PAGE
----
RNA plays a multifaceted role in biology that is adaptable for many different applications in biotechnology. The most widely understood role of RNA is as messenger RNA. For many years, RNA was simply thought of as this intermediary with an important albeit limited function. It is now known that important gene regulation occurs at the level of RNA. Rather than simply controlling gene expression from the genome, organisms produce RNA that controls the mRNA translation into protein. In some organisms, antisense RNA is one way by which RNA controls protein translation. Antisense RNA binds to the complementary mRNA and blocks translation. From this discovery came the potential use of antisense RNA to block or attenuate synthesis of proteins that cause various diseases.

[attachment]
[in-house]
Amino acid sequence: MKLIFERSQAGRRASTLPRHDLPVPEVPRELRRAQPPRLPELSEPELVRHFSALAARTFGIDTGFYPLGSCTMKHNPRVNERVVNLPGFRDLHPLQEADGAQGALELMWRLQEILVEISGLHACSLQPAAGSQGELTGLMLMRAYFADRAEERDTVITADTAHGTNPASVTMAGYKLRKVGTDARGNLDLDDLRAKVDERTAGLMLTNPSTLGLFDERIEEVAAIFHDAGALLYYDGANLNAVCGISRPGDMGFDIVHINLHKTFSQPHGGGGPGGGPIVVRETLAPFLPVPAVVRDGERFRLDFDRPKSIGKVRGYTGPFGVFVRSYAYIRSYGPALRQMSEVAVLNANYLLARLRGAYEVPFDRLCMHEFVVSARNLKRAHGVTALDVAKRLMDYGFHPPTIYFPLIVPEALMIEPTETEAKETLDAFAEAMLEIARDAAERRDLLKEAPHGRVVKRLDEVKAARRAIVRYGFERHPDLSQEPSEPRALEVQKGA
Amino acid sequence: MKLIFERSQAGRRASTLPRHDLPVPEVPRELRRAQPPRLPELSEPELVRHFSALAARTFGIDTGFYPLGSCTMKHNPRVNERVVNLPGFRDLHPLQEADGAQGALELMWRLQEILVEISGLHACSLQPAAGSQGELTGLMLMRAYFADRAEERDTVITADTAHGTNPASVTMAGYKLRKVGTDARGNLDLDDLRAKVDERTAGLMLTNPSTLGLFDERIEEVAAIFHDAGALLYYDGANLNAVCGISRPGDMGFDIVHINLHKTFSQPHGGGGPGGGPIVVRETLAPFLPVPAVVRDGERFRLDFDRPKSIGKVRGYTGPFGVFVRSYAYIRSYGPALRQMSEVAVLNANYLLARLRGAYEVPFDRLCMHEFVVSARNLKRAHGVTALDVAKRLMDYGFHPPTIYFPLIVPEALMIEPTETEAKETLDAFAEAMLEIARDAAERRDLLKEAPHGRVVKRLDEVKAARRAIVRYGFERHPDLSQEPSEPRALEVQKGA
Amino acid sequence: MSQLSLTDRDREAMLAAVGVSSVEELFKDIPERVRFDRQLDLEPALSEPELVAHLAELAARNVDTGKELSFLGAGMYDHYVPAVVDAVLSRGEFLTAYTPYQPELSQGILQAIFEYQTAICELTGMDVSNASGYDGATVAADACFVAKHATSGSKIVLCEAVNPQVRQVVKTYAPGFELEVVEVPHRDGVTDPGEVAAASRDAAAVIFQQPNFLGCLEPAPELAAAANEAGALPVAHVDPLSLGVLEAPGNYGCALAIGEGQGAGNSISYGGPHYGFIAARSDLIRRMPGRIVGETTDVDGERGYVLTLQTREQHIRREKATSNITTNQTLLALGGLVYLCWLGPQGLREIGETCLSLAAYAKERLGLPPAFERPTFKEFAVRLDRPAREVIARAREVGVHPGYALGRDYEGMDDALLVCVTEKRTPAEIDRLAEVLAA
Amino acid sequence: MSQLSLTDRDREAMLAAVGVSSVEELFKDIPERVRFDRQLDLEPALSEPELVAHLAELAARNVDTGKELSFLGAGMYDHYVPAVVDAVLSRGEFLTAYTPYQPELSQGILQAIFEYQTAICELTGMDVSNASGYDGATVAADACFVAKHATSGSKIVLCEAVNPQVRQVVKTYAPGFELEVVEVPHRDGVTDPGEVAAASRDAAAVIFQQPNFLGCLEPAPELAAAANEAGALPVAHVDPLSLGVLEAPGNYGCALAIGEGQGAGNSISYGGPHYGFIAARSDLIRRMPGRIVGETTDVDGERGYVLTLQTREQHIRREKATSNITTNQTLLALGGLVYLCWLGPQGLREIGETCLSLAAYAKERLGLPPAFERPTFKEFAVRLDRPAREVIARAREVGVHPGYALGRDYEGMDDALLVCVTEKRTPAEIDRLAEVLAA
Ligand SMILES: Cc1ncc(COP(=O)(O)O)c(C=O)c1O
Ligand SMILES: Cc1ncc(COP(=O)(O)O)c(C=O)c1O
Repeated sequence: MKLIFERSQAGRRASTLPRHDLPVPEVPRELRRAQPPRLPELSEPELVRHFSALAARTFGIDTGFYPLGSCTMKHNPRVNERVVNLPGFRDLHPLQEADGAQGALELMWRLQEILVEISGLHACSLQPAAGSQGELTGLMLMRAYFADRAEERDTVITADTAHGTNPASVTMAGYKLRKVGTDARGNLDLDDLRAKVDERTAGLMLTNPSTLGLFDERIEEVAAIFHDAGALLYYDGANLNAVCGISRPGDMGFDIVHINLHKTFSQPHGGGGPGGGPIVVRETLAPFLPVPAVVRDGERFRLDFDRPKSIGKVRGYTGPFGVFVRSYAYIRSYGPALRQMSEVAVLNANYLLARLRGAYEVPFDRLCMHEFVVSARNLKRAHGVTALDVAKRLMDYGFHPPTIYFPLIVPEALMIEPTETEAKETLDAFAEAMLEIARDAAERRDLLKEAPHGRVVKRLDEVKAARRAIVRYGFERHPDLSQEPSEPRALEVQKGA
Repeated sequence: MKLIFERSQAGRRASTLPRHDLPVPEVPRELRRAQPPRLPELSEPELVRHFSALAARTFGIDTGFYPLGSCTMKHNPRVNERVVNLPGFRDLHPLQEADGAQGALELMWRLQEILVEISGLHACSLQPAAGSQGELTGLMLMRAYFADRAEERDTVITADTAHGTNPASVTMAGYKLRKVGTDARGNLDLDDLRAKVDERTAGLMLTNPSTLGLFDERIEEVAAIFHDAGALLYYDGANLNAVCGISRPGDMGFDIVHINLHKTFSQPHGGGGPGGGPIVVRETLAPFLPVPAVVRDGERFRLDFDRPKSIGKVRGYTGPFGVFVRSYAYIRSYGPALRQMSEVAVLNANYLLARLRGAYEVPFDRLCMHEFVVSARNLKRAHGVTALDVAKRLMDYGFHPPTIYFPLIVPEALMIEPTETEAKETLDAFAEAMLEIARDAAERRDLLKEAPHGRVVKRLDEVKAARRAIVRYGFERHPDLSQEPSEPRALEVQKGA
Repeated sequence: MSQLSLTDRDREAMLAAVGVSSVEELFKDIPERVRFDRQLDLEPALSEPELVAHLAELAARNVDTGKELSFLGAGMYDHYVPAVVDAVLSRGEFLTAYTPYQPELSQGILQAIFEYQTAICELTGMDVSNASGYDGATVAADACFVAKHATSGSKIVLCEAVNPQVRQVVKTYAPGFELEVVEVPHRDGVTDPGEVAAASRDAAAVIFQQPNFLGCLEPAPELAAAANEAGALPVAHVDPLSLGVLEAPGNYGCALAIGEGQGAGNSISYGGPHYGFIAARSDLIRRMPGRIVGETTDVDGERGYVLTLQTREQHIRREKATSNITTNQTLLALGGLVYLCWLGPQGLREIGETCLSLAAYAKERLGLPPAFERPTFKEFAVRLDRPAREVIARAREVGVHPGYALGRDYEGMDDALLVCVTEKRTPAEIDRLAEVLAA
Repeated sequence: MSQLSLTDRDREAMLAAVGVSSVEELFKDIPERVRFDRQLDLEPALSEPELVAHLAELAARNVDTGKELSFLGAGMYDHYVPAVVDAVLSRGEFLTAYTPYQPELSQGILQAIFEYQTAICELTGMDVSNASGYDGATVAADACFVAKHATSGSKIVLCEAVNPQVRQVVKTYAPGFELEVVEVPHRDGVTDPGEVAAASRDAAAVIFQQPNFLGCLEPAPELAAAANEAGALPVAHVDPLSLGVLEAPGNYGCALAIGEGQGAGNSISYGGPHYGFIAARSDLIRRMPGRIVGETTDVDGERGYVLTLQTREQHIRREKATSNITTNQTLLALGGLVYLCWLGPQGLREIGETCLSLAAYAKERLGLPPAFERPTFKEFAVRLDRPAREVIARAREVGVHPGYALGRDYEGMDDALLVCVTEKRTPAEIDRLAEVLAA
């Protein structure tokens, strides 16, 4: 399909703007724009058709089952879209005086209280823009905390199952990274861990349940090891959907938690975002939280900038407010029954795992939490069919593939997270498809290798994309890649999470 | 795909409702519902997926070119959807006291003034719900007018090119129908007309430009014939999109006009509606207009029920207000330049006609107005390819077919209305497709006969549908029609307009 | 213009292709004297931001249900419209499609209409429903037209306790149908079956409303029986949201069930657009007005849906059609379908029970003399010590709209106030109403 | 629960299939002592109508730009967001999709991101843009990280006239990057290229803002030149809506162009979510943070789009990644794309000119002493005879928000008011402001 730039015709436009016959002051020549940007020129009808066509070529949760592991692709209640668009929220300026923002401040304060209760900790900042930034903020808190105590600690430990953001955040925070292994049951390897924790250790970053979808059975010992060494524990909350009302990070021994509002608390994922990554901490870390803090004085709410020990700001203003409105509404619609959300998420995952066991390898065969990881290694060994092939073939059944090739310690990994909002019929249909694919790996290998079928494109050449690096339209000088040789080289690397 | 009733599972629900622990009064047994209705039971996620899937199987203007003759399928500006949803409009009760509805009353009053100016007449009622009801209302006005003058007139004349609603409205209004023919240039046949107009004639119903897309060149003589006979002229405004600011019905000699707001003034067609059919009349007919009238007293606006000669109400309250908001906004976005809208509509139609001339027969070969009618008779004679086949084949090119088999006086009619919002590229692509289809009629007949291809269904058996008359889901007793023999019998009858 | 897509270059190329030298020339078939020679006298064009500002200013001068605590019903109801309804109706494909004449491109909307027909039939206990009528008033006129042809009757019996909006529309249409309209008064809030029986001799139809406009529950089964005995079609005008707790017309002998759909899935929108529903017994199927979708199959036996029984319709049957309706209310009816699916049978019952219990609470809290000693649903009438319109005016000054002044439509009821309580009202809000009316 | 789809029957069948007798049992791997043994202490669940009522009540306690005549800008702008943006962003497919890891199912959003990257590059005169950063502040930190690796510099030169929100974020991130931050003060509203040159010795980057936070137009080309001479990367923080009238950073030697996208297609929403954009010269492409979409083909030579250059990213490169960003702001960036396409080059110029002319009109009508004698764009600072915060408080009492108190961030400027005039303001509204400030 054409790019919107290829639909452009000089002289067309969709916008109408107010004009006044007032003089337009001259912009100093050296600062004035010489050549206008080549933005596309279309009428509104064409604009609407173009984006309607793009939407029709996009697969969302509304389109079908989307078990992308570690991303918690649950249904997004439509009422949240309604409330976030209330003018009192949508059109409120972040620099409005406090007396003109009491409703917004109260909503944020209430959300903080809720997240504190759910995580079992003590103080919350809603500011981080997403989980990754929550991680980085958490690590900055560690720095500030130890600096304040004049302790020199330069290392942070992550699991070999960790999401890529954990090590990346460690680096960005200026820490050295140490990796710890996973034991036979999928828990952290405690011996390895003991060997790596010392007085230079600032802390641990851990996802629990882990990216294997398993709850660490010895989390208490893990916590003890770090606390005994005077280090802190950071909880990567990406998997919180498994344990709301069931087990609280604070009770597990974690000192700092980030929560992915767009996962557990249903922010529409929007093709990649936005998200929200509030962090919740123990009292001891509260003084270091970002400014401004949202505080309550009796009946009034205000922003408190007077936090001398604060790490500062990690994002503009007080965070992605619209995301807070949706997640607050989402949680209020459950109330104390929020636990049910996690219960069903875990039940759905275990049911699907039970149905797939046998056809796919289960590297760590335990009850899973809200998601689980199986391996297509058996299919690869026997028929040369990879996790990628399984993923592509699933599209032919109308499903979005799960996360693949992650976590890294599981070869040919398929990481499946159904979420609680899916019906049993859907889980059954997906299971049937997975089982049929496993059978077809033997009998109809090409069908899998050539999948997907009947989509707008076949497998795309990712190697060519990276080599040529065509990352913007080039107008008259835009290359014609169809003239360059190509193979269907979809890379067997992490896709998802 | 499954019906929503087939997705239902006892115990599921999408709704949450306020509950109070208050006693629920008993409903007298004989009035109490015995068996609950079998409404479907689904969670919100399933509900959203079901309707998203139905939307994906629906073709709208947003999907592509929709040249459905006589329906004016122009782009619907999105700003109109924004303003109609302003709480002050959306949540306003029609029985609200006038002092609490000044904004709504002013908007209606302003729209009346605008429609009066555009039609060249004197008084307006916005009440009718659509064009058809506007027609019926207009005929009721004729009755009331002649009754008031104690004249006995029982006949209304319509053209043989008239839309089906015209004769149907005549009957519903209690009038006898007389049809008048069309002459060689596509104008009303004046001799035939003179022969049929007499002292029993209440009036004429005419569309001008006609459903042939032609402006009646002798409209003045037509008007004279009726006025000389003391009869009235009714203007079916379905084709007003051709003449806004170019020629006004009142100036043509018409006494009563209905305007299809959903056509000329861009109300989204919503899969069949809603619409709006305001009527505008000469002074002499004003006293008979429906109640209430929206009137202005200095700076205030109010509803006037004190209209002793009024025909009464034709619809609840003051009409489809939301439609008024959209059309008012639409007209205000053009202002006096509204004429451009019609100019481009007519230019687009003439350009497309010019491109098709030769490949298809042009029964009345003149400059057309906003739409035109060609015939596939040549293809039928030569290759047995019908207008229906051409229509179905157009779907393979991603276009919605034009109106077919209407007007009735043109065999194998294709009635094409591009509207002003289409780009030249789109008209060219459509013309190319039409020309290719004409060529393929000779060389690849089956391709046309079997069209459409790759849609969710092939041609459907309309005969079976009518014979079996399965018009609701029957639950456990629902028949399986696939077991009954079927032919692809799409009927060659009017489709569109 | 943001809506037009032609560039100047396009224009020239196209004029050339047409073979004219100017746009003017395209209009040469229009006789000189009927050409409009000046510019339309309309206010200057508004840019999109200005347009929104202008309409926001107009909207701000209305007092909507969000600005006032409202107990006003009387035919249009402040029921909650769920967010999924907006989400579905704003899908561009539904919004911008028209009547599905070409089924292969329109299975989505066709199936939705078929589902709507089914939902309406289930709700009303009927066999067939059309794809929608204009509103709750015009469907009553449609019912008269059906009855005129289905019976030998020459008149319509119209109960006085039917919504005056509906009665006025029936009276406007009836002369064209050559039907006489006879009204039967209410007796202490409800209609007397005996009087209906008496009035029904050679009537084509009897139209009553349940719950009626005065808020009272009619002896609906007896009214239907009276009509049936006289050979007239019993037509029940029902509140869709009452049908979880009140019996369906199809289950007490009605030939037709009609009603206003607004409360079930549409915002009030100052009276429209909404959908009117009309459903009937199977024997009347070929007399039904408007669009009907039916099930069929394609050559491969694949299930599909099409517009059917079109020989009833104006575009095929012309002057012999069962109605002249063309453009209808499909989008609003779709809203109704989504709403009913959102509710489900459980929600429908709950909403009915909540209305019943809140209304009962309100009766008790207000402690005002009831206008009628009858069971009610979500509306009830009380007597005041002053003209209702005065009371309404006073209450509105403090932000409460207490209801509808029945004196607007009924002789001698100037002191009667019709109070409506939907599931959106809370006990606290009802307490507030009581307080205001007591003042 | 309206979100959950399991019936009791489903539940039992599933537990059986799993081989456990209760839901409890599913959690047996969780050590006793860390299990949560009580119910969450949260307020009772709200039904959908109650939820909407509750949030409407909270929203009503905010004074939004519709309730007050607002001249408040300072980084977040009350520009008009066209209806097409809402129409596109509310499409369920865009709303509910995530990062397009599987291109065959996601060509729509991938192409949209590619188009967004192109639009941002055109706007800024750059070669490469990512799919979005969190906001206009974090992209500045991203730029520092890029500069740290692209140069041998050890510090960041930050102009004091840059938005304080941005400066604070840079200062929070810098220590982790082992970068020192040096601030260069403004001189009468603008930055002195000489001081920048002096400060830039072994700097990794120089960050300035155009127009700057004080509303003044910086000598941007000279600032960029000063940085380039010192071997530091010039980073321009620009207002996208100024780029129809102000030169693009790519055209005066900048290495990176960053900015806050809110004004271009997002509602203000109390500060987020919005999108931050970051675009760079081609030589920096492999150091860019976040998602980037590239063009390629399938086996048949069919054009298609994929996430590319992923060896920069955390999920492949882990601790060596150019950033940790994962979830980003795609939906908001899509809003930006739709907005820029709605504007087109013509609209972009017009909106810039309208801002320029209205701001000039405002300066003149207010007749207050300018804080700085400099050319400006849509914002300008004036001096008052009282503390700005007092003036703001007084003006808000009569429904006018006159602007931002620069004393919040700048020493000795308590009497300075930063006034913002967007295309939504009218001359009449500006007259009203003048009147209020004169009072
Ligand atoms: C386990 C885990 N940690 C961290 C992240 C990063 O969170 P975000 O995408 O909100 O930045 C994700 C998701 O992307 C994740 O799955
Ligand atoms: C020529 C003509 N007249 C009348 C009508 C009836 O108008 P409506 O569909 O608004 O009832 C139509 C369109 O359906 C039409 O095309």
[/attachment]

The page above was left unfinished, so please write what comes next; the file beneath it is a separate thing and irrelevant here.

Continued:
A second method of RNA-regulated gene expression is RNA interference (RNAi). Here small noncoding RNAs identify specific mRNAs and trigger their degradation. This fortuitous finding opened the door to a specific technique for controlling protein translation. Since RNA interference was discovered in 1993, its application has become widespread. The third novel role for RNA was the discovery that some RNA sequences can catalyze enzyme reactions themselves. Ribozymes, as they are called, are found in many different organisms, catalyzing cleavage and ligation of various substrates. This chapter focuses on the roles of antisense RNA, RNA interference, and ribozymes in biology and biotechnology.